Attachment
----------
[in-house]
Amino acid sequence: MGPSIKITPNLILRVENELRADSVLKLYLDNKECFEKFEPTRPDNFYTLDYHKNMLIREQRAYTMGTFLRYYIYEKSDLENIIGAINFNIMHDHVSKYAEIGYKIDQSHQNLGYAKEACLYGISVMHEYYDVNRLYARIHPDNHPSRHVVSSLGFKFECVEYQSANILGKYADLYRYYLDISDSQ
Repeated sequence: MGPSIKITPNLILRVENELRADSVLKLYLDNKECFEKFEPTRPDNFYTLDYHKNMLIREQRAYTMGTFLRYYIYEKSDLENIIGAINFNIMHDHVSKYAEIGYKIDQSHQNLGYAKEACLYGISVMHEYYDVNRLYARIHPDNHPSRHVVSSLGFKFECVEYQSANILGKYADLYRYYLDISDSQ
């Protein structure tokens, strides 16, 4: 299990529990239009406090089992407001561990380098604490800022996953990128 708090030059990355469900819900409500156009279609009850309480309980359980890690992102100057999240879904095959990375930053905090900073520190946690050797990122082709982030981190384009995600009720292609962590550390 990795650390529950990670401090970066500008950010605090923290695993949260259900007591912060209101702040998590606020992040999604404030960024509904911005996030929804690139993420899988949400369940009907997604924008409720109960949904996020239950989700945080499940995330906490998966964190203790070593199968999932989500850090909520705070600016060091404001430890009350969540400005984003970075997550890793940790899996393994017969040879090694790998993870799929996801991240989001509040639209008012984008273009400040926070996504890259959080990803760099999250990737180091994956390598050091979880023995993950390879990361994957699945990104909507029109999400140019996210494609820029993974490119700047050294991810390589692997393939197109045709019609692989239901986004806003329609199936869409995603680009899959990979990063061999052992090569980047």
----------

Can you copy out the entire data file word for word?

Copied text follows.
[in-house]
Amino acid sequence: MGPSIKITPNLILRVENELRADSVLKLYLDNKECFEKFEPTRPDNFYTLDYHKNMLIREQRAYTMGTFLRYYIYEKSDLENIIGAINFNIMHDHVSKYAEIGYKIDQSHQNLGYAKEACLYGISVMHEYYDVNRLYARIHPDNHPSRHVVSSLGFKFECVEYQSANILGKYADLYRYYLDISDSQ
Repeated sequence: MGPSIKITPNLILRVENELRADSVLKLYLDNKECFEKFEPTRPDNFYTLDYHKNMLIREQRAYTMGTFLRYYIYEKSDLENIIGAINFNIMHDHVSKYAEIGYKIDQSHQNLGYAKEACLYGISVMHEYYDVNRLYARIHPDNHPSRHVVSSLGFKFECVEYQSANILGKYADLYRYYLDISDSQ
């Protein structure tokens, strides 16, 4: 299990529990239009406090089992407001561990380098604490800022996953990128 708090030059990355469900819900409500156009279609009850309480309980359980890690992102100057999240879904095959990375930053905090900073520190946690050797990122082709982030981190384009995600009720292609962590550390 990795650390529950990670401090970066500008950010605090923290695993949260259900007591912060209101702040998590606020992040999604404030960024509904911005996030929804690139993420899988949400369940009907997604924008409720109960949904996020239950989700945080499940995330906490998966964190203790070593199968999932989500850090909520705070600016060091404001430890009350969540400005984003970075997550890793940790899996393994017969040879090694790998993870799929996801991240989001509040639209008012984008273009400040926070996504890259959080990803760099999250990737180091994956390598050091979880023995993950390879990361994957699945990104909507029109999400140019996210494609820029993974490119700047050294991810390589692997393939197109045709019609692989239901986004806003329609199936869409995603680009899959990979990063061999052992090569980047």